So for those of you following at home, in the last 8 weeks we’ve made compost and weeded gardens, hitched our way to “Surftown” NZ, had a years-worth of (free) hangovers, and managed to create an engineering feet with a submersible canoe. Where could we end up next? Well… what goes better with beer than PIZZA?!
Our run of good luck and good karma continued when we received an e-mail from Gerlinde and Boly from the Watermill Bakery and Pizzeria, located on the Southeastern corner of the North Island, telling us to come hang out and eat their pizza for a week or two. Boly, who besides being possibly the most upbeat and energetic man I have ever worked with, is also a Master Miller by trade, having spent about two decades working as a flour miller in his native Switzerland and then as far as Africa and finally New Zealand. In the early 90’s he bought a plot of cleared farmland with a small stream running through it and almost immediately started planting trees and built a log house (which will become his flour mill). How can best you describe this guy? Even before he had a building, he purchased and shipped two containers worth of milling equipment – including massive grindstones – to New Zealand because he knew that someday he would build his own mill.
It took ten years to finish the first building project and he still didn’t have a mill set up, but he did have a traditional wood fired baking oven and the bread started coming. When we showed up, 20 years after buying the property, he had turned 40 of the 60 acres into a purpose-made forest with specific trees planted in groves which he can now harvest to make firewood and log building components. There is a booming bread/pizza business coming out of his original log structure and a house for the family just a quick walk up the hill that is powered exclusively by solar and a mini-hydro. Though he still hasn’t unpacked his millstones yet.
So how did we fit in? …Besides eating some of the best pizza we had ever had you mean? We spent 10 days working and learning as much as we could: Lindsay made some of the sweets the bakery sells, Clay finished hand-made hardwood cutting boards, we picked raspberries for desert pizzas, and we prepped cut logs for future building projects by peeling and sealing them.
The most memorable experiences we had though were working the pizza nights and the farmers markets. The bakery would make pizza every Friday night and it definitely embodied the phrase “if you build it, they will come”. The place was at best 20 minutes from any population center, stuck out in them middle of nowhere, and yet we would turn 120 pizzas on a Friday night. I cut and Lindsay served them one after another. We participated in two farmers markets, and we luckily had the ‘big monthly market’ while we were there. We sold bread and sweets and about 150lbs of a traditional Swiss breakfast hash brown called Rosti. I flipped, cut and served frying pan after frying pan of Rosti on our little assembly line while Lindsay happily took their money and sold them the Lindstorten that she made the day prior.
…All of that and then the board game Carrom. This one is worth learning in person – come visit us and be prepared to drink beer and play lots of our new favorite table game!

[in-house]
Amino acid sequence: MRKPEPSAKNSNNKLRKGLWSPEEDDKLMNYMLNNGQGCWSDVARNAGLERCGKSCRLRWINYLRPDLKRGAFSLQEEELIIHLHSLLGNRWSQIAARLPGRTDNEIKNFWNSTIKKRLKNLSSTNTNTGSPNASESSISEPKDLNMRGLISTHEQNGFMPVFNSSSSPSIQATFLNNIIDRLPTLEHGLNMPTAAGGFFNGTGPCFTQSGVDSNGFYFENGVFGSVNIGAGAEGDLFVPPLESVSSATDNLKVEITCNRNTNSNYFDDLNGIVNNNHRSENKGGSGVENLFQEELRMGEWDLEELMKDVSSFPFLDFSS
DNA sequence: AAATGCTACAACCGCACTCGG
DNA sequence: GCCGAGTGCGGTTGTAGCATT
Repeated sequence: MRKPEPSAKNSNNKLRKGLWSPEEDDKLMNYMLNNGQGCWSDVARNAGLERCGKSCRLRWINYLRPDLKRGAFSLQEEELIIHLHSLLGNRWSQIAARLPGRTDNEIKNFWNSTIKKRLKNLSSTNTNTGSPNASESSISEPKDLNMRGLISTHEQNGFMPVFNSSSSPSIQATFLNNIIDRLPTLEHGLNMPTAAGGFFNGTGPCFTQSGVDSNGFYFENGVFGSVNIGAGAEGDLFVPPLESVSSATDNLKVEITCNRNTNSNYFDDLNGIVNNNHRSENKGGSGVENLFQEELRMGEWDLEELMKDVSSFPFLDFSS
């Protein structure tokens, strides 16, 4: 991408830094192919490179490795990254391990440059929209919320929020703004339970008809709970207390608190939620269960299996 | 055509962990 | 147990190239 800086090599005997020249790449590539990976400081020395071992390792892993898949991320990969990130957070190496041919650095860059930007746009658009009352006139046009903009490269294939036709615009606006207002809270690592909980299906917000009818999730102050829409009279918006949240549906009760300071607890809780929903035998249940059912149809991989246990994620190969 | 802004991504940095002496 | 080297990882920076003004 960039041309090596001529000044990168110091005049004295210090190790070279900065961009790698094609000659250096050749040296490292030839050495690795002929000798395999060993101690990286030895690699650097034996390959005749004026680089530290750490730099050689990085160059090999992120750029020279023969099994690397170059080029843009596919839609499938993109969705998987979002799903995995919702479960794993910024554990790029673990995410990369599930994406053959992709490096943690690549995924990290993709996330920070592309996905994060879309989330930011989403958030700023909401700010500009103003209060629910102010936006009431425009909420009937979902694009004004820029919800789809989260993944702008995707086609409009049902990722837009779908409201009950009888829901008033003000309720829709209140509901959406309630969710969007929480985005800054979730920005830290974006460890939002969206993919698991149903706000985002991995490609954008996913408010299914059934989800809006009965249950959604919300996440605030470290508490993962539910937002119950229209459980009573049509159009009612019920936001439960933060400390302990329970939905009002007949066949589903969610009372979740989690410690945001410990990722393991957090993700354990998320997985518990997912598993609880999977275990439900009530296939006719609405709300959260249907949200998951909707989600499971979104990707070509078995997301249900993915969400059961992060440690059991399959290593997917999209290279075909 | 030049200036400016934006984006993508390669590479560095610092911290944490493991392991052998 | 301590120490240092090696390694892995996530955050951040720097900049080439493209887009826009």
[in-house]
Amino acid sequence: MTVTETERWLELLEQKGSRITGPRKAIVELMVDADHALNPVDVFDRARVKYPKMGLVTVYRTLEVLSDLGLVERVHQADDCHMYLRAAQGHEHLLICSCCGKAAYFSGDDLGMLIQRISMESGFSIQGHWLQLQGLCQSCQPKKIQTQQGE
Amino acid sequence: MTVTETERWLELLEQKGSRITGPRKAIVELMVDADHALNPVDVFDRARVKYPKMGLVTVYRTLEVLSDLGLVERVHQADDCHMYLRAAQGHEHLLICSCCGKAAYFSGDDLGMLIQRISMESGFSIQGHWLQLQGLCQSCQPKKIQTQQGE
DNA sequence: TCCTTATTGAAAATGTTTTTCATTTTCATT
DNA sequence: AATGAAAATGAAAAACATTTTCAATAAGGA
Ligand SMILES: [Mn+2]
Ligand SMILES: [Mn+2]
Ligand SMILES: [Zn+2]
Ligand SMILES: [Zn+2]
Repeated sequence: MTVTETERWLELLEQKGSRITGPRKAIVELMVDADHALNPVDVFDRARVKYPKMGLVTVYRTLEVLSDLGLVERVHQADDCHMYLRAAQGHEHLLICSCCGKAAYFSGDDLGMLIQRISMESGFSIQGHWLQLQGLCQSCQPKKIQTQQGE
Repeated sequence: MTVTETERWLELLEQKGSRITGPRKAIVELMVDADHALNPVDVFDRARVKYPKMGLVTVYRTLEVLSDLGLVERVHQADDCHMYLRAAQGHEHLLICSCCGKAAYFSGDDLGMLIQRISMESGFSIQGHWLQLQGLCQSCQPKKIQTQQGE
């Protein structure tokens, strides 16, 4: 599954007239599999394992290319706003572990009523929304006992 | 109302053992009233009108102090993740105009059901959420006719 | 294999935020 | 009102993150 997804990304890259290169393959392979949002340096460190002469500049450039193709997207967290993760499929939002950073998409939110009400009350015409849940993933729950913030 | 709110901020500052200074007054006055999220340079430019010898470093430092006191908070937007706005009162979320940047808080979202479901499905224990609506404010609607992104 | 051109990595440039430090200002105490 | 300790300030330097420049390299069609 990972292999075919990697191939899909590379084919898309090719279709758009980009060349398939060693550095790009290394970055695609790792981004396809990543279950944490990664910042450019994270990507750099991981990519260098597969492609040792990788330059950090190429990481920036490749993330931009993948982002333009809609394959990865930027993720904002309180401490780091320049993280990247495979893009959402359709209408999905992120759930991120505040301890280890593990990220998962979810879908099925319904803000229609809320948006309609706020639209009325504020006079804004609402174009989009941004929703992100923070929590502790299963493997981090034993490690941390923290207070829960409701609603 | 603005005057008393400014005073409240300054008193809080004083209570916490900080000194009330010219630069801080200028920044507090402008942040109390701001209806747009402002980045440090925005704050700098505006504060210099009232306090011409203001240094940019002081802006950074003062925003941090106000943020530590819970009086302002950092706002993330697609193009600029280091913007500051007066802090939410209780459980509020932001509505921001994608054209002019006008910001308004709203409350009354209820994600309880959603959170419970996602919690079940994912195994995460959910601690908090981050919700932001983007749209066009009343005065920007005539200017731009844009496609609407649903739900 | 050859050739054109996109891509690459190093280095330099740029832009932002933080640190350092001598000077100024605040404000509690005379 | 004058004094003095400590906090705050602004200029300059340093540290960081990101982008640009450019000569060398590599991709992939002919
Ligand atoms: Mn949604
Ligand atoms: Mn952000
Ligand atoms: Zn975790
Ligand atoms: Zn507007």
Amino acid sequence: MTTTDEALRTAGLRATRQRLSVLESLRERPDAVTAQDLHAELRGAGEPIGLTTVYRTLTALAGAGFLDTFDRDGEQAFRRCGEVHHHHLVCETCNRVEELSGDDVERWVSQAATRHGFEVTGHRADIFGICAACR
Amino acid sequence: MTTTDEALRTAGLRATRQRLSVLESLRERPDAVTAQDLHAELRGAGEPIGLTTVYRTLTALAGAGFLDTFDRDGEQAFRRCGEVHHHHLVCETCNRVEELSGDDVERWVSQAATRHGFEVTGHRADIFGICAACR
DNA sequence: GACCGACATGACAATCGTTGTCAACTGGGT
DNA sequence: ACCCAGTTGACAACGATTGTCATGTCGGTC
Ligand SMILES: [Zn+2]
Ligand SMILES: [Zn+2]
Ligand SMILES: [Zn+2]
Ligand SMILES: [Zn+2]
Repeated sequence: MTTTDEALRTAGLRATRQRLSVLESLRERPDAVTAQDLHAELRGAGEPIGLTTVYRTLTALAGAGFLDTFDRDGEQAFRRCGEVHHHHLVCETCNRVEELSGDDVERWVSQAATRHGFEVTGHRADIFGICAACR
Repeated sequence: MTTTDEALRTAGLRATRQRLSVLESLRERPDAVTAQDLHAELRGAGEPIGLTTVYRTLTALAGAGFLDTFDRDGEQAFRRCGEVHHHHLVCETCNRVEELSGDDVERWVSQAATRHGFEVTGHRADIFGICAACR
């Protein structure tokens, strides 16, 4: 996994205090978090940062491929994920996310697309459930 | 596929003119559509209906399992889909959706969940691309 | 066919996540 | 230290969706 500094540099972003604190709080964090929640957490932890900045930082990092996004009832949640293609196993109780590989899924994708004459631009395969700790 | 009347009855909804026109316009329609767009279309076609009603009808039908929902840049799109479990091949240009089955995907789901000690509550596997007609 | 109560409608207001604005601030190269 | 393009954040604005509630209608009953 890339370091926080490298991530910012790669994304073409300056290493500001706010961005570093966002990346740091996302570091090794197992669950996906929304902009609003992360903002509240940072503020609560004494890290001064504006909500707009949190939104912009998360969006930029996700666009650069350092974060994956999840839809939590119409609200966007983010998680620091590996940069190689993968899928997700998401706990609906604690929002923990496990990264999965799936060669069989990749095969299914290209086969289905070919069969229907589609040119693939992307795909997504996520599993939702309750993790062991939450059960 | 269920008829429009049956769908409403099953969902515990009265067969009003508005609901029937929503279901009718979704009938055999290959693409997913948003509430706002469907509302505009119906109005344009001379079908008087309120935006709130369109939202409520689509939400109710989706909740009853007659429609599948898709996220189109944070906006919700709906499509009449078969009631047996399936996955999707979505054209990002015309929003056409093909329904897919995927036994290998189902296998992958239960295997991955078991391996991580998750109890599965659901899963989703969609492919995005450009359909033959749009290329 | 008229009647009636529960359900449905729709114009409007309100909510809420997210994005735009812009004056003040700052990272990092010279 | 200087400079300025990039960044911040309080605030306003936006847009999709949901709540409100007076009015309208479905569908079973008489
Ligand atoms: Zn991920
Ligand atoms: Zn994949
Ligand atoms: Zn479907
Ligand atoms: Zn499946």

Before I end the post I’m not sure how I could forget our Swiss logging experience. I (Clay) have more experience with tree harvesting than the average bloke and, while not a professional logger, I know how it’s done as I did it for much of my time through high school and university. With that being said, we learned a unique and highly inefficient way to bring logs to a processing area. Boly had a few cedar trees high up on a hill that were missed by the excavator when it came to do some dirt work and the truck couldn’t make it there to drag them down. So what did we do? (This is almost as ridiculous as Hunter and the Buffalo so I’ll try to paint the picture):
We started with a 30 year-old rusted trolley (hand cart… think of the two wheeled cart that the UPS guy uses to move boxes) that in a past life held the gas tanks for a cutting torch. We rolled one log onto the long part of the trolley (which was lying on the ground, handles digging into the dirt) and attempted to secure it with two worn-out ratchet straps. This gave the butt end of the log “wheels”. Then, by taking a second trolley and levering the other end of the log, we raised it up on four “wheels” with the top end completely unsafe and unsecured but able to pivot and steer the log-on-wheels. At that point we were forced to let gravity and health insurance do the rest of the work: the lucky two held extended ratchet straps on the uphill side of the log, while the other poor bastard held onto the unsecured trolley on the downhill side. The guy on the bottom tried to steer down a narrow and winding 200m hill while he hoped like hell the two people on the top half would slow the log down enough that it didn’t run him over. When I write a book this might have to be a whole chapter, as we performed this exercise four times with 1000lbs (+) logs and I honestly still don’t know how it worked… I just know I’m never ever inviting a European baker to help me cut logs.